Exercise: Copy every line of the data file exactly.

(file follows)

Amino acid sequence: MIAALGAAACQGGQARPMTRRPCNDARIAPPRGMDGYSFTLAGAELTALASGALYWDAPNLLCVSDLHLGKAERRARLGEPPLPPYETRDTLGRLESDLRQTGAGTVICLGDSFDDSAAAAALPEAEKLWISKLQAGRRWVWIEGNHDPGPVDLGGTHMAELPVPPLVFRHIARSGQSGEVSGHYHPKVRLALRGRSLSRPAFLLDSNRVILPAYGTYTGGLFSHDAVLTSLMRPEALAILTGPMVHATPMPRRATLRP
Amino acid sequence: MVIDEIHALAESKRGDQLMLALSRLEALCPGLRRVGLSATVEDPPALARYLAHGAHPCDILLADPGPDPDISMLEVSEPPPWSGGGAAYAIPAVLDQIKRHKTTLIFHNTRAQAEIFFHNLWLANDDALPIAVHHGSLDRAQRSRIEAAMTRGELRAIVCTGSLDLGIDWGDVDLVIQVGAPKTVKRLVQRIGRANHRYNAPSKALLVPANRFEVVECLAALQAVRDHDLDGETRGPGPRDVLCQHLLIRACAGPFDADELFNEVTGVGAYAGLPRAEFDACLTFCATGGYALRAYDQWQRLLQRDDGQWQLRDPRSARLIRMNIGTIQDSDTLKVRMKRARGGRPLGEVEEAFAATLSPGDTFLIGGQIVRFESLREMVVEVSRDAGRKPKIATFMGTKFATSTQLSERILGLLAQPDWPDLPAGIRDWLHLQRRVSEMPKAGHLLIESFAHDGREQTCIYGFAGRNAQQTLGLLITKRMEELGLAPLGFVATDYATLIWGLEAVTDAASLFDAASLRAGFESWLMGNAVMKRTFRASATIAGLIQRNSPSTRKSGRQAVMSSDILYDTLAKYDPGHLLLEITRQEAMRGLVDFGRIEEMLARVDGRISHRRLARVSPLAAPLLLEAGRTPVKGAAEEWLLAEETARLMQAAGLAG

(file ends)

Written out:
Amino acid sequence: MIAALGAAACQGGQARPMTRRPCNDARIAPPRGMDGYSFTLAGAELTALASGALYWDAPNLLCVSDLHLGKAERRARLGEPPLPPYETRDTLGRLESDLRQTGAGTVICLGDSFDDSAAAAALPEAEKLWISKLQAGRRWVWIEGNHDPGPVDLGGTHMAELPVPPLVFRHIARSGQSGEVSGHYHPKVRLALRGRSLSRPAFLLDSNRVILPAYGTYTGGLFSHDAVLTSLMRPEALAILTGPMVHATPMPRRATLRP
Amino acid sequence: MVIDEIHALAESKRGDQLMLALSRLEALCPGLRRVGLSATVEDPPALARYLAHGAHPCDILLADPGPDPDISMLEVSEPPPWSGGGAAYAIPAVLDQIKRHKTTLIFHNTRAQAEIFFHNLWLANDDALPIAVHHGSLDRAQRSRIEAAMTRGELRAIVCTGSLDLGIDWGDVDLVIQVGAPKTVKRLVQRIGRANHRYNAPSKALLVPANRFEVVECLAALQAVRDHDLDGETRGPGPRDVLCQHLLIRACAGPFDADELFNEVTGVGAYAGLPRAEFDACLTFCATGGYALRAYDQWQRLLQRDDGQWQLRDPRSARLIRMNIGTIQDSDTLKVRMKRARGGRPLGEVEEAFAATLSPGDTFLIGGQIVRFESLREMVVEVSRDAGRKPKIATFMGTKFATSTQLSERILGLLAQPDWPDLPAGIRDWLHLQRRVSEMPKAGHLLIESFAHDGREQTCIYGFAGRNAQQTLGLLITKRMEELGLAPLGFVATDYATLIWGLEAVTDAASLFDAASLRAGFESWLMGNAVMKRTFRASATIAGLIQRNSPSTRKSGRQAVMSSDILYDTLAKYDPGHLLLEITRQEAMRGLVDFGRIEEMLARVDGRISHRRLARVSPLAAPLLLEAGRTPVKGAAEEWLLAEETARLMQAAGLAG